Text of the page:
Onyx Cave Environmental Restoration

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Onyx Cave Environmental Restoration

Postby Cheryl Jones » Dec 21, 2006 1:14 pm

Cave biologist shares his knowledge

(NSS Member) William Elliott finds his calling in Missouri, with its many caves and karst topography.

Ann Keyes
For the News-Leader
Ozarks Outdoors

The history beneath ground is vast; the chill of the large cavern below the mountain west of Rolla preserves much of the cave's record. Past an entrance 100 feet wide and 40 feet high, a one-acre room served as a shelter for Woodland Indians. Later, Imperial Onyx Company carted out carloads of sparkling marble from underneath Onyx Mountain. The stone adorned the exteriors of grand structures across Missouri.

Still later, Onyx became a commercial cave; tour guides wowed audiences with tales of black bears hibernating in the cave, the storytellers showing off bowl-shaped pits bears used for sleeping. The bears are history at Onyx now too, leaving behind salamanders that slither about and small bats hanging from low ceilings; brown frogs sit in chilly waters of an underground river.

Onyx Mountain Caverns is changing again — or reverting. The U.S. Forest Service purchased the property in July from longtime private operators. The forest service hopes the cavern will serve as a haven for gray and Indiana bats, the latter an endangered species. Onyx is but one Missouri cave important to William Elliott, cave biologist in the resource science division of the Missouri Conservation Department.

"They are trying to restore it ecologically," Elliott says. "(MDC) has been involved in a restoration project with the forest service and the caving community to clean up the cave. The cave will eventually be available for scientific and educational projects. All the electric lights have been removed and the cave has returned to a more natural condition. It's kind of an experiment, really, to take something that has been altered to human use and be returned to a more natural condition."

Each day brings another cave or another question for the 60-year-old Elliott. The job is a good fit, he admits, as he's been taken with caves since he was a teen. Growing up in Texas, Elliott says the large state has tons of caves but not the karst-ripe topography of Missouri.

"The term karst refers to landscapes that have lots of caves, sinkholes, significant ground water and large springs," says Elliott. "In Missouri that's a very important subject because so many people rely on groundwater. My job is to do science, conservation and education. I try to do all three of those; sometimes we accomplish all three simultaneously. We teach about what we're doing at meetings and to the public. I'm here all the time, and people call asking about caves and bats."

On the job since 1998, Elliott goes into caves two times a week on average, he says. While possibly the most fun part of his job, other outings are just as important. Elliott says the wealth of information offered by MDC in regard to the state's caves brings questions and comments from people around the world.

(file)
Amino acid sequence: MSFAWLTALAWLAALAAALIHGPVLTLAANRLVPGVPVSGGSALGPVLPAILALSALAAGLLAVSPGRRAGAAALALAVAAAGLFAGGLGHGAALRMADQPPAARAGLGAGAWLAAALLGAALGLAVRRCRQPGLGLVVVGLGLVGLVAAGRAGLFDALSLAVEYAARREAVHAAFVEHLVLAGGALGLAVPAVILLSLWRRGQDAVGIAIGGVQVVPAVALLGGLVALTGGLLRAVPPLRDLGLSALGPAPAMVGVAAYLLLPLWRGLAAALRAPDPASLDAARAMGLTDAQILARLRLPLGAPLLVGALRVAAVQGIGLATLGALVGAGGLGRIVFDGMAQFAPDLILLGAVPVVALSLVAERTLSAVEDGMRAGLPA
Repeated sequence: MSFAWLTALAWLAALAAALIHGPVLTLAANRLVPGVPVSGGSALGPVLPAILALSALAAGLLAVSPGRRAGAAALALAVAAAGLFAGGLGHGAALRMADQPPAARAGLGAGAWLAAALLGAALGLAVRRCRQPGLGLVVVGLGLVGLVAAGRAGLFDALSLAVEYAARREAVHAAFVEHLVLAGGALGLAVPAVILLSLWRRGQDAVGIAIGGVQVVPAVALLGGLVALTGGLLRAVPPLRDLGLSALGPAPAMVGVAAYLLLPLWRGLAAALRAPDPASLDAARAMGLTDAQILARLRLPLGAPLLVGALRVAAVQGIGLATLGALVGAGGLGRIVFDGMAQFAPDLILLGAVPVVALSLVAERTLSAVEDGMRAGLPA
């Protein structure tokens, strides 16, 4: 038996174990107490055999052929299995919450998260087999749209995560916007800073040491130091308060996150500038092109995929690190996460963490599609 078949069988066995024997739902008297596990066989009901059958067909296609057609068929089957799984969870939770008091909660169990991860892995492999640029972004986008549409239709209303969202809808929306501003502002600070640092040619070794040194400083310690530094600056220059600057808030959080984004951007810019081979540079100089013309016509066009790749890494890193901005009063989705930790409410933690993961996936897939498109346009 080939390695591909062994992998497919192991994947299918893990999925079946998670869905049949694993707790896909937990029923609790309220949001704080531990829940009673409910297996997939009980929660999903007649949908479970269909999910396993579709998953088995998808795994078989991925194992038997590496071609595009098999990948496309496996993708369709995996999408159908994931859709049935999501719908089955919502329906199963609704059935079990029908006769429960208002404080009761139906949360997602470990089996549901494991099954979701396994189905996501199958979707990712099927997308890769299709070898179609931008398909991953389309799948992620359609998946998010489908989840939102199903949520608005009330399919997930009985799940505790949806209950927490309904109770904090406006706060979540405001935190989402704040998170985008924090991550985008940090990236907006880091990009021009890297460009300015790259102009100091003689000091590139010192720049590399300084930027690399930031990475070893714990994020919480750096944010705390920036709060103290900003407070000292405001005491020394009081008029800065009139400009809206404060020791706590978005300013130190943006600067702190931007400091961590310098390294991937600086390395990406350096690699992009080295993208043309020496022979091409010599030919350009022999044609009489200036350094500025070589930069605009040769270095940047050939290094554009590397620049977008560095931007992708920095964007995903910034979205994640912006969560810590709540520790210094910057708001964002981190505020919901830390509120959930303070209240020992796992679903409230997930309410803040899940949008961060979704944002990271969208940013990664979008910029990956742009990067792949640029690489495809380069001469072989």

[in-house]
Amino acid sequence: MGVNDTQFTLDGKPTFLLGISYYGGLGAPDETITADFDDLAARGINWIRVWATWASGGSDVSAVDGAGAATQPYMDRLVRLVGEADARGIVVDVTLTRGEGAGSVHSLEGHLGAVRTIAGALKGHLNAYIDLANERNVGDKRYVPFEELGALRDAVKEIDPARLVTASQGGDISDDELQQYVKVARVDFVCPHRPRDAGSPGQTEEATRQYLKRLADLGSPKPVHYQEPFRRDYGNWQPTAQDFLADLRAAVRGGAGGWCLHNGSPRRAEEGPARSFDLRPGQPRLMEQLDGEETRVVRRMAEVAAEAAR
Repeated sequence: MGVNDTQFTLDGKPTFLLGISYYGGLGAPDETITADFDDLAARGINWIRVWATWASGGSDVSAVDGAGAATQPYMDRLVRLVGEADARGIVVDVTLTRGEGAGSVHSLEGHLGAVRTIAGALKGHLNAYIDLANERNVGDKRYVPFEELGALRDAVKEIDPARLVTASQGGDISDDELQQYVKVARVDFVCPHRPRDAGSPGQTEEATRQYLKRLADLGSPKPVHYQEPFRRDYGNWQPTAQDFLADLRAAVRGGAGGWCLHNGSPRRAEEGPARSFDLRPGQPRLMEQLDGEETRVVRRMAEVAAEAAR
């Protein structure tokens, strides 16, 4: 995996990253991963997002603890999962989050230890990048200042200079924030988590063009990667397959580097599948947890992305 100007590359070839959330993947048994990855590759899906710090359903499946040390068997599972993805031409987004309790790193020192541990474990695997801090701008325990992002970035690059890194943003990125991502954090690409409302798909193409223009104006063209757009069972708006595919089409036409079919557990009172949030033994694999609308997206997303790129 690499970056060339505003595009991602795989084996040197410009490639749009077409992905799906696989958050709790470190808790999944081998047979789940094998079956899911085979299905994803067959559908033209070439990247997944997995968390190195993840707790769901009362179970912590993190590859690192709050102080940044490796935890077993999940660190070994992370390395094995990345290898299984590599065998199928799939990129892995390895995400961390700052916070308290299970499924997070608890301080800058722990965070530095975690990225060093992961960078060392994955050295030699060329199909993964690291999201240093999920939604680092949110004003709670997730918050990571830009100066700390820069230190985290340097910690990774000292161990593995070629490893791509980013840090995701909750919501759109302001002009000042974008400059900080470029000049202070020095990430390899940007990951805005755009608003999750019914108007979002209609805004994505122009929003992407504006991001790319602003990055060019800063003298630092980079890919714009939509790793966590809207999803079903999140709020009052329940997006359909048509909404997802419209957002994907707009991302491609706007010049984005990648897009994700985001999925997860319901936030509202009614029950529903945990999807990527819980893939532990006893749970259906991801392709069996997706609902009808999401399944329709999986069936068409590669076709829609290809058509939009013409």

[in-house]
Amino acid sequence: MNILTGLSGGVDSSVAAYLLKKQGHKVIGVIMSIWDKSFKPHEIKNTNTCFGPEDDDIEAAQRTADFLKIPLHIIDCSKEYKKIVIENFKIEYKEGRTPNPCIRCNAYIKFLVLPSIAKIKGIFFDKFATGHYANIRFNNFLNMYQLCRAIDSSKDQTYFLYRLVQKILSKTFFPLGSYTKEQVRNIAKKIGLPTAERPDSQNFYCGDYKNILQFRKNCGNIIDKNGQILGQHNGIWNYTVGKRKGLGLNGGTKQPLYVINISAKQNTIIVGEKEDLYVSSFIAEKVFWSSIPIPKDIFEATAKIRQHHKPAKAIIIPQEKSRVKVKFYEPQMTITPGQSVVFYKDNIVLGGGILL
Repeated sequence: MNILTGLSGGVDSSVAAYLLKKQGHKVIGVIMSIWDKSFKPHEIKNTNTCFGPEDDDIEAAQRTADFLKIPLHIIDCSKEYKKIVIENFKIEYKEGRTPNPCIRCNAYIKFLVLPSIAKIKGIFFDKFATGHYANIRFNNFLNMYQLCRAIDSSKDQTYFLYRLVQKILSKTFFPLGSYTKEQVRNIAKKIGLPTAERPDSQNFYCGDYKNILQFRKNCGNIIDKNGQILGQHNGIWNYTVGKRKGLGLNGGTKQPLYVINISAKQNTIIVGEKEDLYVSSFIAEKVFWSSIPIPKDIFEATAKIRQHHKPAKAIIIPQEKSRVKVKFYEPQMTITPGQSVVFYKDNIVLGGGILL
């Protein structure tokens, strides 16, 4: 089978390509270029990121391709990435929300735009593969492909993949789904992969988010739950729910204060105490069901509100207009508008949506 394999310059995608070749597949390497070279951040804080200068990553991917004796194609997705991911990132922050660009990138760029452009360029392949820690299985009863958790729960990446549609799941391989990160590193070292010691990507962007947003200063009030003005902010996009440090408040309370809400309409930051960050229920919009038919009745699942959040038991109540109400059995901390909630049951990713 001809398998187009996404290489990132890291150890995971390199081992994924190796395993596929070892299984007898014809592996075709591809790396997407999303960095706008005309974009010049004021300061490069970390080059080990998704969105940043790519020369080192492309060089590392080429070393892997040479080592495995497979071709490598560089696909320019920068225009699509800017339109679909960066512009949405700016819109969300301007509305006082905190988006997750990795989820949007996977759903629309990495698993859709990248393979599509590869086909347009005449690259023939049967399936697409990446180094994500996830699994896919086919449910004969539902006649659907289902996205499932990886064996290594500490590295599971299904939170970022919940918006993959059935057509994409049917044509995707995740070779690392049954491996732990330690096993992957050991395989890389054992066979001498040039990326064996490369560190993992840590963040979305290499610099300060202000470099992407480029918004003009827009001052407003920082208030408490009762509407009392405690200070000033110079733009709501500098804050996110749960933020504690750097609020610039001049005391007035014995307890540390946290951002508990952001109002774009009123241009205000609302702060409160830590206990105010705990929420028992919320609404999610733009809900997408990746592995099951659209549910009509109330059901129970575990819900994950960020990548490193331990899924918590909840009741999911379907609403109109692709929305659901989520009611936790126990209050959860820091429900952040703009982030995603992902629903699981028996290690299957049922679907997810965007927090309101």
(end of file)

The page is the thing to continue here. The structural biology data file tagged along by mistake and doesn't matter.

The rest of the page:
"Missouri is called the cave state, as well as the Show-Me State," says Elliott, giving credit for much Missouri cave knowledge to researchers who came before him. "In Missouri we have (more than) 6,000 known caves. Caves are a major resource here. (More than) 500 miles of known cave passages have been mapped. That is not insignificant. Missouri is famous for its big, old, wet muddy caves with lots of neat things in them."

Elliott shares his knowledge of caverns with others working in related fields.

"He's really broad in his responsibilities that deal with caves and different kinds of cave organisms, and the study and protection of them, including some bats," says Lynn Robbins, a professor of biology at Missouri State University who studies bats. "He's very, very good, especially at getting people together and organizing groups to try and protect the various aspects of cave biology."

Elliott looks to bring people together at Powder Valley Nature Center near St. Louis in October. The "Cave State" will host the 2007 National Cave & Karst Management Symposium. Elliott expects cavern experts from all over the United States to speak to their areas of expertise, and hopes the public will attend the meetings.

"It's all part of a system, the groundwater that flows for many miles to the caves to the springs," Elliott says. "The water quality can be so damaged by pollution, low-level pollution or increased run-off from poor land-use practices that carry sediments underground, runoff from highways, pipeline spills, highway spills of toxic chemicals. It's something that really should concern the average citizen of this state even if they never go in a cave."

http://www.news-leader.com/apps/pbcs.dl ... 10347/1037
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Cheryl Jones
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